Russell Drysdale
Biography of Australian Painter; Outback Landscape Paintings.
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Snake Bay at Night (1959)
By Russell Drysdale.
Tasmanian Art Gallery. One of the
greatest 20th century paintings by
an Australian artist.

Sir George Russell Drysdale (1912-81)

Contents

Biography
Early Life
Arts Training
Sydney
Critical Acclaim
1940s Paintings
1950s and 1960s Paintings
Final Period
Reputation and Legacy



Sofala (1947)
By Russell Drysdale.
Art Gallery of New South Wales.

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Biography

One of the great 20th century painters of the Antipodes, and the embodiment of Australian modern painting, Sir George Russell Drysdale was the artist whose landscape painting and edgy genre painting came closest to revealing the desolate, inhospitable nature of the Australian interior, and the utter despair brought on by unrelenting heat and drought. Contradicting the upbeat 19th century Australian Impressionism of the influential Heidelberg School - created by city-based painters like Tom Roberts (1856-1931), Fred McCubbin (1855-1917), Arthur Streeton (1867-1943) and Charles Conder (1868-1909), all of whom focused on the fertile perimeter of the country - Drysdale journeyed beyond the mountains of the Great Dividing Range deep into the interior, experiencing at first hand the flaming temperatures and pitiless power of nature. All this he captured in a pictorial blend of expressionism and surrealism, which, even today, eludes precise interpretation. Some critics, for instance, see his modern art as profoundly pessimistic about human settlement in such primeval surroundings; others, by contast, see in his paintings a sense of liberation from the oppressive and artifical yoke of the civilised world. And if his celebrated contemporary Sidney Nolan (1917-92) achieved greater success in propagating a similarly uncompromising view of Australia to the outside world, few would deny that Drysdale is one of the most important modern artists of the southern hemisphere.


The Cricketers (1948)
By Russell Drysdale.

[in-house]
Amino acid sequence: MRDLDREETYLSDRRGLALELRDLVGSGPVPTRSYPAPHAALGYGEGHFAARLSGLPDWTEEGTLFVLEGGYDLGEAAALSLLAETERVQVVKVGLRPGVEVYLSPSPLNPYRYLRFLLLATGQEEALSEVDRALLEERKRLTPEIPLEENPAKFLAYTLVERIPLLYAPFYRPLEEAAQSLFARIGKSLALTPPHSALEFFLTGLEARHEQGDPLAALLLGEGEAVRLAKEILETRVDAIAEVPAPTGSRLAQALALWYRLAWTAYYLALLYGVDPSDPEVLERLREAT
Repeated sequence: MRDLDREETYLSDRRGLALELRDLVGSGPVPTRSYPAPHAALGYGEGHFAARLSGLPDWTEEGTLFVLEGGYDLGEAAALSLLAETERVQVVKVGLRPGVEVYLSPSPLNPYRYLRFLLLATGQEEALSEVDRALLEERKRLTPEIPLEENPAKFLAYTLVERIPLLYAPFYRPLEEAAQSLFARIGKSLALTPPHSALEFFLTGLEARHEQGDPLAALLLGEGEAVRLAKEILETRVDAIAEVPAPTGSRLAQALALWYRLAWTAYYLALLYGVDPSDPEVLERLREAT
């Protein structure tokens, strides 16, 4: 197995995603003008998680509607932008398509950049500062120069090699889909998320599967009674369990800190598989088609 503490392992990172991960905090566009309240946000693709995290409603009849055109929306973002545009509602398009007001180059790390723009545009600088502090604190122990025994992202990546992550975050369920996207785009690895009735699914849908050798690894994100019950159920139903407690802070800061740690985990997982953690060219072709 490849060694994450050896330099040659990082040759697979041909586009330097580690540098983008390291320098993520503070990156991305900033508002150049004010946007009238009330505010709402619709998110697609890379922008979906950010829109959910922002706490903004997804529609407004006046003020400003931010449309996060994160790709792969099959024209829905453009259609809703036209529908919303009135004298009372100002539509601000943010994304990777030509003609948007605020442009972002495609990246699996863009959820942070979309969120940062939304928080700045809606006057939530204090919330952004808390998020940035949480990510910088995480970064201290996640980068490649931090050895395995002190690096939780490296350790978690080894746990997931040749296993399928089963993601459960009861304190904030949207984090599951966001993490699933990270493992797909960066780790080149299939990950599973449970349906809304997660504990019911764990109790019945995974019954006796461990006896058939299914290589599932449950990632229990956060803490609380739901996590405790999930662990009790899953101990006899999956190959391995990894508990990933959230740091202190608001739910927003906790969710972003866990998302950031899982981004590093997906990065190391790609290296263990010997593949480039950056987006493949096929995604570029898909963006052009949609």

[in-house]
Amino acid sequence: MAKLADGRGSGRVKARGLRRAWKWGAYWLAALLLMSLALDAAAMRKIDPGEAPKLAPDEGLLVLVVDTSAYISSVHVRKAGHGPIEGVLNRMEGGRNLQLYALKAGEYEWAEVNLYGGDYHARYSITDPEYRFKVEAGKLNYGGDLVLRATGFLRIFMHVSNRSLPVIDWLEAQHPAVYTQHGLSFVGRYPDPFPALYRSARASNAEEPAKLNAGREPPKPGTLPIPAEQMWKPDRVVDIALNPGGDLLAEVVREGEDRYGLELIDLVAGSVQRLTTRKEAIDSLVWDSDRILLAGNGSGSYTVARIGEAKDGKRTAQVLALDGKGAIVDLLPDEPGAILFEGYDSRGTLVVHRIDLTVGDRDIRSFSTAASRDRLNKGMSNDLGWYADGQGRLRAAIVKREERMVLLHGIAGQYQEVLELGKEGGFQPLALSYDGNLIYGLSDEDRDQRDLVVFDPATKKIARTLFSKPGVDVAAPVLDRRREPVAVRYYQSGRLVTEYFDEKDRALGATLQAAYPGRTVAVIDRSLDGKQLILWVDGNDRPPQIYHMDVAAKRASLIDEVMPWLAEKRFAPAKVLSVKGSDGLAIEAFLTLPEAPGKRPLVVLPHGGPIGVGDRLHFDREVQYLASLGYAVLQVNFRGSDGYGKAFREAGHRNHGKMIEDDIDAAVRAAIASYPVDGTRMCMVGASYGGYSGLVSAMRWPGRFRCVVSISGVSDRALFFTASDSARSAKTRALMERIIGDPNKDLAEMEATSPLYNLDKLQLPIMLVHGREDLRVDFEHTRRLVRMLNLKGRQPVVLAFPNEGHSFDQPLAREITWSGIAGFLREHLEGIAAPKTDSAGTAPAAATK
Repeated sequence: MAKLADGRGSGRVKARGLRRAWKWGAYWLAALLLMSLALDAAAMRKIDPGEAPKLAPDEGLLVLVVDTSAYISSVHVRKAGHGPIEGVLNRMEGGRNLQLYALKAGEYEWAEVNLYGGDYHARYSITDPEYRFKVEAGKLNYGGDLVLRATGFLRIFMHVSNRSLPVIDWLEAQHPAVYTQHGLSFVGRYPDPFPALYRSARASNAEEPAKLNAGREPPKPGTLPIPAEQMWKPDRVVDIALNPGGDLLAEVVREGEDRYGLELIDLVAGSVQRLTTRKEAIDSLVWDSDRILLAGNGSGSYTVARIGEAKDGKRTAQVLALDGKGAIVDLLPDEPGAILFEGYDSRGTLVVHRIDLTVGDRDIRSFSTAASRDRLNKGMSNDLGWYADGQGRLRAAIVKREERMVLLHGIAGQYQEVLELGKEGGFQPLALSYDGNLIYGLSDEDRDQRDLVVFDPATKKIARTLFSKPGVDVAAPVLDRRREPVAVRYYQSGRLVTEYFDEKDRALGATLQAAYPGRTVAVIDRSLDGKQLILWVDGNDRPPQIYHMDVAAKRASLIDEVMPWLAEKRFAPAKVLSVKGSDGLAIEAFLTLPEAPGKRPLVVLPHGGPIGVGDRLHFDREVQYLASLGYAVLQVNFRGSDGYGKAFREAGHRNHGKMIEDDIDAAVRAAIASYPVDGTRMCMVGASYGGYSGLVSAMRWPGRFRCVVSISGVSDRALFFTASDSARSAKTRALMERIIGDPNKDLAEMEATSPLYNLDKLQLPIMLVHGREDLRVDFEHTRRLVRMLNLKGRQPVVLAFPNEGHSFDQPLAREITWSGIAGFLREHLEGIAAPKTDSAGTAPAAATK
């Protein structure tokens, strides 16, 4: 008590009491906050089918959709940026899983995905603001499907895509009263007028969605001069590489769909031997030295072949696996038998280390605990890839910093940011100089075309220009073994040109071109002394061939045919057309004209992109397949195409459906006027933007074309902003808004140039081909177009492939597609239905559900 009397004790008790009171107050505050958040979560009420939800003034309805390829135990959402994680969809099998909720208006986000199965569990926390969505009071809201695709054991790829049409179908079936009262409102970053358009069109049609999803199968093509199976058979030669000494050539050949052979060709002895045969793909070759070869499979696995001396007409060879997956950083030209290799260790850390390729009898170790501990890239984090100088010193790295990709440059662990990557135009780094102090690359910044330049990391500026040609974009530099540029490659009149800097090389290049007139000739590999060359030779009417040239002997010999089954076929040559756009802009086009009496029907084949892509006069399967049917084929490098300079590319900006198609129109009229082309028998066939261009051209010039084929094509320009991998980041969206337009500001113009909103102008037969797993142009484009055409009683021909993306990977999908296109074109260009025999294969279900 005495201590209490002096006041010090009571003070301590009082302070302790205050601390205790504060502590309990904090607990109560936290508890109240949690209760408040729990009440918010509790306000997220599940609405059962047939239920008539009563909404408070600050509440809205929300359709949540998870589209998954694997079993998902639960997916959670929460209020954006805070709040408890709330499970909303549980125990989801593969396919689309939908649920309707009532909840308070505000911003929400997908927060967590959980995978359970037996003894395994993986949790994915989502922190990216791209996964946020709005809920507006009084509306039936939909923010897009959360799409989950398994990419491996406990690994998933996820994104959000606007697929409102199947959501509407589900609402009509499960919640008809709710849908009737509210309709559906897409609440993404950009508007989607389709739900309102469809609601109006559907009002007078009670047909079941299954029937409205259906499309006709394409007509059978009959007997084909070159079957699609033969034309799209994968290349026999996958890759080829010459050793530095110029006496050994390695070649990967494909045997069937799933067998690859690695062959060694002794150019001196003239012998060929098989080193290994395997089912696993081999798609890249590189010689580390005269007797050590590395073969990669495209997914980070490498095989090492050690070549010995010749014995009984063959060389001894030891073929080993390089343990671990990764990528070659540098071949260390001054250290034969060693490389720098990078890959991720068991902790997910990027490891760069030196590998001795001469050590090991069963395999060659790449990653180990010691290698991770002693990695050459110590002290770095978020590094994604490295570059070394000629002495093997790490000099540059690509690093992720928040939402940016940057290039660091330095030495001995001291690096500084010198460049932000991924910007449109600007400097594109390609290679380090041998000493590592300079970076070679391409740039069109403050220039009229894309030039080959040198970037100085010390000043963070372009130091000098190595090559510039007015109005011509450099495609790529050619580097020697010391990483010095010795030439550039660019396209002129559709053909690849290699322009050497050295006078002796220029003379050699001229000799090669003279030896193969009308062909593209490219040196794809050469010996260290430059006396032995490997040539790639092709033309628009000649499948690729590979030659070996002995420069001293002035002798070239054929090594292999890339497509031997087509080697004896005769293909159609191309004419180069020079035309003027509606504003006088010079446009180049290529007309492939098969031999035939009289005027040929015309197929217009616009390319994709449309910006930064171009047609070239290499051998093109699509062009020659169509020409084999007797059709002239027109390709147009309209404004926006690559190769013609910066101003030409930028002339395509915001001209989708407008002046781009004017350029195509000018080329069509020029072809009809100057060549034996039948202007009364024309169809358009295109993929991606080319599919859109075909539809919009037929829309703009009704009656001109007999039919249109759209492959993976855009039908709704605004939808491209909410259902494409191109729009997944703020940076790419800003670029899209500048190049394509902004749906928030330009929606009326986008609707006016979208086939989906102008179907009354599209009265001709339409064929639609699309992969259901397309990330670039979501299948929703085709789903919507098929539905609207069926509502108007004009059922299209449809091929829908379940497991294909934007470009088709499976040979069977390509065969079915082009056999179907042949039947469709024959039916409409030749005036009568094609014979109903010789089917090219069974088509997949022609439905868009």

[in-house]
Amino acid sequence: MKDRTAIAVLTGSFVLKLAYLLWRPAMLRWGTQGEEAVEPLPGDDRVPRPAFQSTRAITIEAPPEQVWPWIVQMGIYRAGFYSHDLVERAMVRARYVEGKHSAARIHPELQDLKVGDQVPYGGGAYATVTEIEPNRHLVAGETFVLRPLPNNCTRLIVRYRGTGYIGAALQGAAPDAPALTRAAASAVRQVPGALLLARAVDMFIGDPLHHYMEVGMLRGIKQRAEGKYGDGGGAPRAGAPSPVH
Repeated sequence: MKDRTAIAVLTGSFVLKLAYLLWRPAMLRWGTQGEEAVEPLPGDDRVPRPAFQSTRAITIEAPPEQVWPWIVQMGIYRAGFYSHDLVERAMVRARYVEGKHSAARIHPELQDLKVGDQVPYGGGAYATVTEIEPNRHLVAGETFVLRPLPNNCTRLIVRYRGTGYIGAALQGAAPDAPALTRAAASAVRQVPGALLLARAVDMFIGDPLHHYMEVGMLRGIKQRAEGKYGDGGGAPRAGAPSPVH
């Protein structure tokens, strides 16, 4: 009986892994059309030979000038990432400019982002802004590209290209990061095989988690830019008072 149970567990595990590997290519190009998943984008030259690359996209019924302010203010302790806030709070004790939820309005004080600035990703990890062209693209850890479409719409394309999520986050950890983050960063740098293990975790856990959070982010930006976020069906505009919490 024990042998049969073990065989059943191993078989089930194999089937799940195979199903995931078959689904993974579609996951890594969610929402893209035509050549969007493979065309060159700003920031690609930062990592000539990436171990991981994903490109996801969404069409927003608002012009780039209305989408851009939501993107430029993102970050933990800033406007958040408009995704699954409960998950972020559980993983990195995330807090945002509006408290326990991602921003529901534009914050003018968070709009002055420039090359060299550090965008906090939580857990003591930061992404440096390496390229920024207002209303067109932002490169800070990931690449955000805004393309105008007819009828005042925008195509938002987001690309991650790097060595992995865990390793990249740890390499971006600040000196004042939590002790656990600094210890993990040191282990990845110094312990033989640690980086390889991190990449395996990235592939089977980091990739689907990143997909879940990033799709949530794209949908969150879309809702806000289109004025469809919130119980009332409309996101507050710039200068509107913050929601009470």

Private Collection, Melbourne.

Early Life

Born in Bognor Regis, England, son of George Drysdale - an Australian of Scottish ancestry, whose family had owned land in Australia for over a century - and his wife Isobel, who was English. In 1923, Drysdale junior, or 'Tas' as he was known, returned to Australia with his family, settling in Melbourne, where he attended Geelong Church of England Grammar School. At the age of 17, a detached retina was discovered in Drysdale's left eye, for which he was given therapy, which included a number of drawing lessons, as well as eye exercises, both of which introduced him to the beauty and benefits of art. Even so, he remained virtually blind in his left eye for the rest of his life. After leaving school, he helped with the sheep-shearing on his father's farm outside Melbourne, before heading north to work for his uncle Cluny Drysdale, who owned a farm in northern Queensland.

Arts Training

In 1832, further eye surgery put paid to his plans to be a farmer. Instead - at the suggestion of (Sir) Daryl Lindsay, who was shown some of his drawings - he took art lessons in Melbourne with the modernist artist and teacher George Bell, who stressed the importance of form and composition, as well as creative ideas. After toying with the idea of illustration, Drysdale began taking art more seriously, and in 1934 started plein air painting in the countryside near Albury - the location of his father's new farm and close to the home of Elizabeth (Bon) Stephen, a knowledgable afficionado of modern painting, whom he married in February 1935. He also took classes in oil painting at George Bell's art school, where he worked hard in friendly competition with another young painter, Peter Purves Smith. In April 1938 he had his first one-man show, after which he and his wife travelled to London. Here, he took lessons at Iain Macnab's Grosvenor School of Modern Art, after which he spent some time at Purves Smith's atelier in Paris, and purchased day tickets for figure drawing at the Grande Chaumiere. In April 1939, with a European war approaching, the Drysdales left Europe and sailed for home.

 

 

Sydney

Back in Australia, Drysdale shared Bell's home studio in Melbourne where he was reluctantly drawn into a series of upsets within the Contemporary Art Society. This rather disagreeable situation was made even worse when he was rejected for military service. In response, Drysdale left Melbourne in 1940 and moved to Sydney. At this point, although he was seen by several observers as an important emerging talent, he lacked any kind of strong personal vision. Two famous examples of his early work include: The Rabbiter and His Family (1938, National Gallery of Australia) and Monday Morning (1938, Metropolitan Museum of Art, New York). However, the move to Sydney marked the beginning of a new and serious phase in his art. By the time it was over, he would be one of Australia's best landscape artists.

Critical Acclaim